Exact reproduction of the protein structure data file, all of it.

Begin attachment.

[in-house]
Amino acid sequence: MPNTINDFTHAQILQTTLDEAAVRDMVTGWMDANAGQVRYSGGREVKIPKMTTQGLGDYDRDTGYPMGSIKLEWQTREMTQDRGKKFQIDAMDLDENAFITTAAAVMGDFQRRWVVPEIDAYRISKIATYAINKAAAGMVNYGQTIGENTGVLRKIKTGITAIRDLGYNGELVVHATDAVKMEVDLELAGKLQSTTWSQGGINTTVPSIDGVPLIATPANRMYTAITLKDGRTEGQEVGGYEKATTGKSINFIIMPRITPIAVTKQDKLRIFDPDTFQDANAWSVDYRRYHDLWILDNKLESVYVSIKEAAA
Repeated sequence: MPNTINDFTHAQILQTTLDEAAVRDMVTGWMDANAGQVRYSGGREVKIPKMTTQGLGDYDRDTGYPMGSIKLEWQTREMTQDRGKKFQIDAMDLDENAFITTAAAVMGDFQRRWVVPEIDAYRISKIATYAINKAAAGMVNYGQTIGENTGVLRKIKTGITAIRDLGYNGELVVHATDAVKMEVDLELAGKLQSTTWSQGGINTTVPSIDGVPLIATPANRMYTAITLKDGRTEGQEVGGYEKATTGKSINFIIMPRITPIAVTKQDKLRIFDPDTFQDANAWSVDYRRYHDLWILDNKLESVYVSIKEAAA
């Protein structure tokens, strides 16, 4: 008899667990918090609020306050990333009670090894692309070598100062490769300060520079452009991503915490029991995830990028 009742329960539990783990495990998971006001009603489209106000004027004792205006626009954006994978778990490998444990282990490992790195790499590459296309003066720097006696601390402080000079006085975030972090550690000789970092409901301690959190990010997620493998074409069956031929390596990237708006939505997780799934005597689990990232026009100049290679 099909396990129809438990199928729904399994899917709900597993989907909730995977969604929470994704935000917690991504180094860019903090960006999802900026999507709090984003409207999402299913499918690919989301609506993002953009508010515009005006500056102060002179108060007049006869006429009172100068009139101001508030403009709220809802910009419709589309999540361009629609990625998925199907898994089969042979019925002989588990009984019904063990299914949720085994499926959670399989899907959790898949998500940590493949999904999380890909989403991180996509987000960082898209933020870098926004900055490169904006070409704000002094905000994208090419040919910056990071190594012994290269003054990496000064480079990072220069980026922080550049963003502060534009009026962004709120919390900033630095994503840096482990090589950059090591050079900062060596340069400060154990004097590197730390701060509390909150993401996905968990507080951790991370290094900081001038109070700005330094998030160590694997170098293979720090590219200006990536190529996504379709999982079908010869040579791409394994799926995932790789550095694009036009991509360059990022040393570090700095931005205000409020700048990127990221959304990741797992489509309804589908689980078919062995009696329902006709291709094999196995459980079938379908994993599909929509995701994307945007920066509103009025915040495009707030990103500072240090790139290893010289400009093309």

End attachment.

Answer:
[in-house]
Amino acid sequence: MPNTINDFTHAQILQTTLDEAAVRDMVTGWMDANAGQVRYSGGREVKIPKMTTQGLGDYDRDTGYPMGSIKLEWQTREMTQDRGKKFQIDAMDLDENAFITTAAAVMGDFQRRWVVPEIDAYRISKIATYAINKAAAGMVNYGQTIGENTGVLRKIKTGITAIRDLGYNGELVVHATDAVKMEVDLELAGKLQSTTWSQGGINTTVPSIDGVPLIATPANRMYTAITLKDGRTEGQEVGGYEKATTGKSINFIIMPRITPIAVTKQDKLRIFDPDTFQDANAWSVDYRRYHDLWILDNKLESVYVSIKEAAA
Repeated sequence: MPNTINDFTHAQILQTTLDEAAVRDMVTGWMDANAGQVRYSGGREVKIPKMTTQGLGDYDRDTGYPMGSIKLEWQTREMTQDRGKKFQIDAMDLDENAFITTAAAVMGDFQRRWVVPEIDAYRISKIATYAINKAAAGMVNYGQTIGENTGVLRKIKTGITAIRDLGYNGELVVHATDAVKMEVDLELAGKLQSTTWSQGGINTTVPSIDGVPLIATPANRMYTAITLKDGRTEGQEVGGYEKATTGKSINFIIMPRITPIAVTKQDKLRIFDPDTFQDANAWSVDYRRYHDLWILDNKLESVYVSIKEAAA
């Protein structure tokens, strides 16, 4: 008899667990918090609020306050990333009670090894692309070598100062490769300060520079452009991503915490029991995830990028 009742329960539990783990495990998971006001009603489209106000004027004792205006626009954006994978778990490998444990282990490992790195790499590459296309003066720097006696601390402080000079006085975030972090550690000789970092409901301690959190990010997620493998074409069956031929390596990237708006939505997780799934005597689990990232026009100049290679 099909396990129809438990199928729904399994899917709900597993989907909730995977969604929470994704935000917690991504180094860019903090960006999802900026999507709090984003409207999402299913499918690919989301609506993002953009508010515009005006500056102060002179108060007049006869006429009172100068009139101001508030403009709220809802910009419709589309999540361009629609990625998925199907898994089969042979019925002989588990009984019904063990299914949720085994499926959670399989899907959790898949998500940590493949999904999380890909989403991180996509987000960082898209933020870098926004900055490169904006070409704000002094905000994208090419040919910056990071190594012994290269003054990496000064480079990072220069980026922080550049963003502060534009009026962004709120919390900033630095994503840096482990090589950059090591050079900062060596340069400060154990004097590197730390701060509390909150993401996905968990507080951790991370290094900081001038109070700005330094998030160590694997170098293979720090590219200006990536190529996504379709999982079908010869040579791409394994799926995932790789550095694009036009991509360059990022040393570090700095931005205000409020700048990127990221959304990741797992489509309804589908689980078919062995009696329902006709291709094999196995459980079938379908994993599909929509995701994307945007920066509103009025915040495009707030990103500072240090790139290893010289400009093309």